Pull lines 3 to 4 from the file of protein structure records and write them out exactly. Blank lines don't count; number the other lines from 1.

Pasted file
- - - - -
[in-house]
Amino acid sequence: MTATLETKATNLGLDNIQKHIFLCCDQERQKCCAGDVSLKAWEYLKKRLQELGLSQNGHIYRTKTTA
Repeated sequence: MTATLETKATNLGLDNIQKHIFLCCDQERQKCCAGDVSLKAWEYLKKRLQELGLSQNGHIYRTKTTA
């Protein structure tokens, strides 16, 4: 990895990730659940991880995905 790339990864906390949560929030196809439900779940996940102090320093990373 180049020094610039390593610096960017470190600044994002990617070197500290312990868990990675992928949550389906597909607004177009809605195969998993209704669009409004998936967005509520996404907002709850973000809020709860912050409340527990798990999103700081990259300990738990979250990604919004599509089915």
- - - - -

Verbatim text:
Repeated sequence: MTATLETKATNLGLDNIQKHIFLCCDQERQKCCAGDVSLKAWEYLKKRLQELGLSQNGHIYRTKTTA
């Protein structure tokens, strides 16, 4: 990895990730659940991880995905 790339990864906390949560929030196809439900779940996940102090320093990373 180049020094610039390593610096960017470190600044994002990617070197500290312990868990990675992928949550389906597909607004177009809605195969998993209704669009409004998936967005509520996404907002709850973000809020709860912050409340527990798990999103700081990259300990738990979250990604919004599509089915």